Manitou residents sue city over Cog Railway agreement

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Two local residents filed a lawsuit against the city of Manitou Springs and the Manitou Springs City Council Aug. 20, claiming that their petition for a referendum on a recently adopted ordinance to provide subsidies to the Cog Railway for the next 50 years was illegally rejected.

In their lawsuit, John Shada and Brenda Kay Gillen challenge the claim by the Manitou Springs City Clerk that the agreement is not subject to voter repeal because it is an “administrative” issue rather than “legislative.”

“The Cog Railway agreement will be the biggest issue to impact Manitou Springs in our lifetime,” Shada said. “Any decision of this magnitude needs to be made by the voters of Manitou Springs.”

Shada and Gillen are seeking a declaratory judgment requiring Manitou City Clerk Donna Kast to allow them to collect a minimum of 223 petition signatures from registered voters to force City Council to either void the ordinance or put it on the ballot for a binding up-or-down vote.  

Attorney Howard Morrison is representing Shada and Gillen in District Court of El Paso County, where the lawsuit was filed.

Manitou’s City Council passed Ordinance 1318, enacting the 50-year tax agreement with the railway, on June 26. The agreement, attached to the ordinance, caps the excise taxes the Cog would pay to the city at $500,000 per year beginning in 2020. The cap amount increases periodically through 2070.

In addition, the agreement waives a 3.8 percent use tax on capital assets purchased by the Cog while it makes extensive repairs and renovations to the trains, track and station.

The railway has agreed to pay the city $500,000 this year and another $500,000 in 2019 to partially offset the loss of sales and excise tax revenues while the Cog is closed for repairs.

In addition, the Cog pledged to partner with the city on remedies to Cog-related Manitou issues such as traffic and parking, and agreed to work with Manitou on a world-class railway museum. The railway is owned by The Oklahoma Publishing Co., which also is the parent company of The Broadmoor hotel.

The railway shut down last fall and did not reopen this spring. Its owners say they need the tax incentives in order to invest $75 million to $95 million in repairs and upgrades.

The agreement was first presented to Council — and made public for the first time — on June 12, but Mayor Ken Jaray said negotiations between a city team and Cog officials had been ongoing for some time.

Since then, a group of citizens has expressed concerns about the lengthy term of the agreement, the fact that the tax incentive schedule was not indexed to inflation, and the agreement’s lack of specificity about the railway’s role in helping Manitou to solve traffic and parking issues.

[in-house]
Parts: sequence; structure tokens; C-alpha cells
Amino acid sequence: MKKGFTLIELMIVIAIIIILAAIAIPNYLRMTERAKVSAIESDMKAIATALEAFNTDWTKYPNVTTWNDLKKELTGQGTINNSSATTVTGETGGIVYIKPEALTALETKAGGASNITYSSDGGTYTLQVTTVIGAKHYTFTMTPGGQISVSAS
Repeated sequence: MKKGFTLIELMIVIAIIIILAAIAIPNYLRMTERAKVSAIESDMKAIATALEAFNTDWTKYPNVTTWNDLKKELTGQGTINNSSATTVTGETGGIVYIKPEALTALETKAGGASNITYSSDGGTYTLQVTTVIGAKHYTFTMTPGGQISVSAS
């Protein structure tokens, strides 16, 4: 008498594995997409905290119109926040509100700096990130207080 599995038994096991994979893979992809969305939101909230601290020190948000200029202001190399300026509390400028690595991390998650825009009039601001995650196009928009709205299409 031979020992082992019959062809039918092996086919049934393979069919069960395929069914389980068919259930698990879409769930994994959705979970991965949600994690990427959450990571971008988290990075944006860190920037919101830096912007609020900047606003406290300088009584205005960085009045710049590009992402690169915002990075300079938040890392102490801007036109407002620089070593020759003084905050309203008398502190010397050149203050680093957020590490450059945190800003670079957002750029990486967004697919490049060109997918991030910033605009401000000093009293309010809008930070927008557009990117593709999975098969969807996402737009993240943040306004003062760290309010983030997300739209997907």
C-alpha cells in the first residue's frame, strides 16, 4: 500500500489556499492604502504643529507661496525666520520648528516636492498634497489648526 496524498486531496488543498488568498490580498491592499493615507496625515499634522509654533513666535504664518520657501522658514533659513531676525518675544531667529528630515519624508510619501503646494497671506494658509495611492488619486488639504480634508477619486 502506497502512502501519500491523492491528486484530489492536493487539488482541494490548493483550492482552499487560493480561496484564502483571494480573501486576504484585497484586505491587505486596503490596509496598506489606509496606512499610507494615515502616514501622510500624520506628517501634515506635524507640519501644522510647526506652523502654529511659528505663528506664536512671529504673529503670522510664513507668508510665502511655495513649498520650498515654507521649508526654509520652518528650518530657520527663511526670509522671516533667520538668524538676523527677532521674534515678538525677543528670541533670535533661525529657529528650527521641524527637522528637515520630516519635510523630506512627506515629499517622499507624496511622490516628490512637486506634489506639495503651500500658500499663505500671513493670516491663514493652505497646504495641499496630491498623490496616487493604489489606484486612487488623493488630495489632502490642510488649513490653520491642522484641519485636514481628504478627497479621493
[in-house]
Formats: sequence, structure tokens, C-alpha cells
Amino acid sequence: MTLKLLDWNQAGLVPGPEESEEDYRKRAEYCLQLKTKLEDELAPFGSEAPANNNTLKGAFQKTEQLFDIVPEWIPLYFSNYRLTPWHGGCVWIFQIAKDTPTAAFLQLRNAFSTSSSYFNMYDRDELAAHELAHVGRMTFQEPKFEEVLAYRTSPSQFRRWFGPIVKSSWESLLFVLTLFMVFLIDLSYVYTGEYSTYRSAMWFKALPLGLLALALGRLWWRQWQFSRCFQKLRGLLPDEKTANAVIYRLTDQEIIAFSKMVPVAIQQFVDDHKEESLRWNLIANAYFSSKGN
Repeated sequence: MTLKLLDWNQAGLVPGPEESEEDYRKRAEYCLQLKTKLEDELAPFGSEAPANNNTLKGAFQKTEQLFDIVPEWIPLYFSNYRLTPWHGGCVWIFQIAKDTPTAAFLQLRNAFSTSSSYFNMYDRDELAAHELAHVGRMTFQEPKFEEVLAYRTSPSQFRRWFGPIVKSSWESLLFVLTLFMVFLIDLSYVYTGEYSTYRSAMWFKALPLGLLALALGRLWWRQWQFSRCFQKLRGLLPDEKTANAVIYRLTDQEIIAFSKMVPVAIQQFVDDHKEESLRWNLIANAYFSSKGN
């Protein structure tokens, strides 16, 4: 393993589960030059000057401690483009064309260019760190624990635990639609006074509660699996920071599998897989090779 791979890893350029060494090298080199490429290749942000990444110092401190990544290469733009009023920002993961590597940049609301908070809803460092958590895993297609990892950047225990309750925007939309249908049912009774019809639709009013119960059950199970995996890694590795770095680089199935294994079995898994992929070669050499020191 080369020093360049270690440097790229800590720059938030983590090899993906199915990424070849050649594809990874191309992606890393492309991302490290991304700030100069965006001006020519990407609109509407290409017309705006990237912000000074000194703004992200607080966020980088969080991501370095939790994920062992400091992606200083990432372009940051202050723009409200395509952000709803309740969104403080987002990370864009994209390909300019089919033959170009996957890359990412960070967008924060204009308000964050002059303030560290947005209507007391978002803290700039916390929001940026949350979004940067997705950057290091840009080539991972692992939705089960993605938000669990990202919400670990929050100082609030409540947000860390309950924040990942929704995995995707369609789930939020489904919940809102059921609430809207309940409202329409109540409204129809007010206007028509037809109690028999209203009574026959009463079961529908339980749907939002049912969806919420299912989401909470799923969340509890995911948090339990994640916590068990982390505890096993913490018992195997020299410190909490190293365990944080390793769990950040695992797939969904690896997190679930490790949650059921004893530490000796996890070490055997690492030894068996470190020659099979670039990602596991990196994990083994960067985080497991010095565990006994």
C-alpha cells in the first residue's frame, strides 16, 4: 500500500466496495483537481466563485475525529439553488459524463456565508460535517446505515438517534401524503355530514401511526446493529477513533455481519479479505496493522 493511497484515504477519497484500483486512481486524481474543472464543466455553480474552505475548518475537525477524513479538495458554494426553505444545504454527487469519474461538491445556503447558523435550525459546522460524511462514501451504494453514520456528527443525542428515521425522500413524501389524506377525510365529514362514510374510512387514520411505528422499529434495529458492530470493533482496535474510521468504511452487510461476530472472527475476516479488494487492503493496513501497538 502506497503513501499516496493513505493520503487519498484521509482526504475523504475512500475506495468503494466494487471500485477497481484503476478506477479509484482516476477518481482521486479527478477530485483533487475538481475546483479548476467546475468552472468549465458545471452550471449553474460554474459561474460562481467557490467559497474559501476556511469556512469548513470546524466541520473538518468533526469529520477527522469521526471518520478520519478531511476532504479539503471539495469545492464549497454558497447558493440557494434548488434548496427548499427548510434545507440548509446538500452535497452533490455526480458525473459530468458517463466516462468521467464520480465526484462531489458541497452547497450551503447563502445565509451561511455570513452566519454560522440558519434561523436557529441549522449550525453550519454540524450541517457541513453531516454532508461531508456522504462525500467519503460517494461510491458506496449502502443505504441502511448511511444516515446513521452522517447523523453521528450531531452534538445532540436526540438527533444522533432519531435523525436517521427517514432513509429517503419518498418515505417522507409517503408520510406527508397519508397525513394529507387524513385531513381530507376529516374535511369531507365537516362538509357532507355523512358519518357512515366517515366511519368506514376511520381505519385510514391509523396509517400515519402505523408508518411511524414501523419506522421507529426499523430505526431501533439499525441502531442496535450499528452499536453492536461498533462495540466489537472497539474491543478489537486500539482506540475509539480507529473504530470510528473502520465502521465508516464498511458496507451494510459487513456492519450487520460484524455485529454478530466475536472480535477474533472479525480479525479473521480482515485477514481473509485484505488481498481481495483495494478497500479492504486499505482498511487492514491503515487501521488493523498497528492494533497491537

Shada and Gillen submitted a referendum petition to Kast on July 17 to be reviewed as to form. The petition would have required the City Council to reconsider Ordinance 1318. If Council voted not to repeal the ordinance, it would have been required to submit the question to city voters at the next general election or a special election.

Kast informed Shada and Gillen on July 23 that she was rejecting the petition on grounds that the agreement was not of a “legislative nature” and thus not subject under state law to a referendum. In addition, Kast stated that Manitou’s charter provides that ordinances to meet contractual obligations are not subject to referendum.

The court filing maintains that the ordinance is “legislative” because it amends the City’s Amusement Tax legislation enacted in 1971.

“This was an agreement created in a legislative context, in a legislative setting,” Shada said Tuesday. “It’s not a contract to procure a new street sweeper. We contend it meets the charter requirement.”

The lawsuit also contends that the ordinance “is effectively changing the amount of tax and the tax rate [the city] is charging the cog railroad. … The city cannot lower that tax rate and call what they did an administrative action.”

Shada said the result could be a total loss of revenue of up to $61 million.

“We are in favor of the Cog Railway resuming operations,” Shada said, “but we just believe that six people, in two weeks of public process, should not be making such a large financial concession. This unprecedented deal provides a long-term tax break to a private corporation owned by Phillip Anschutz, the richest man in Colorado. No financial need was ever documented.”

“The ordinance is an enormous tax give-back to the Cog Railway spanning 50 years,” Shada said. “Whether property taxes, sales taxes or whatever, somebody else is going to have to fill in that $61 million. That will have to be done legislatively and probably will require a vote of the people [under TABOR.] We will have to fix this legislatively and at the ballot box.”

Editor’s note: This story has been corrected to reflect the official filing date for the lawsuit, which was Aug. 20. An earlier press release gave Aug. 21 as the date of the lawsuit.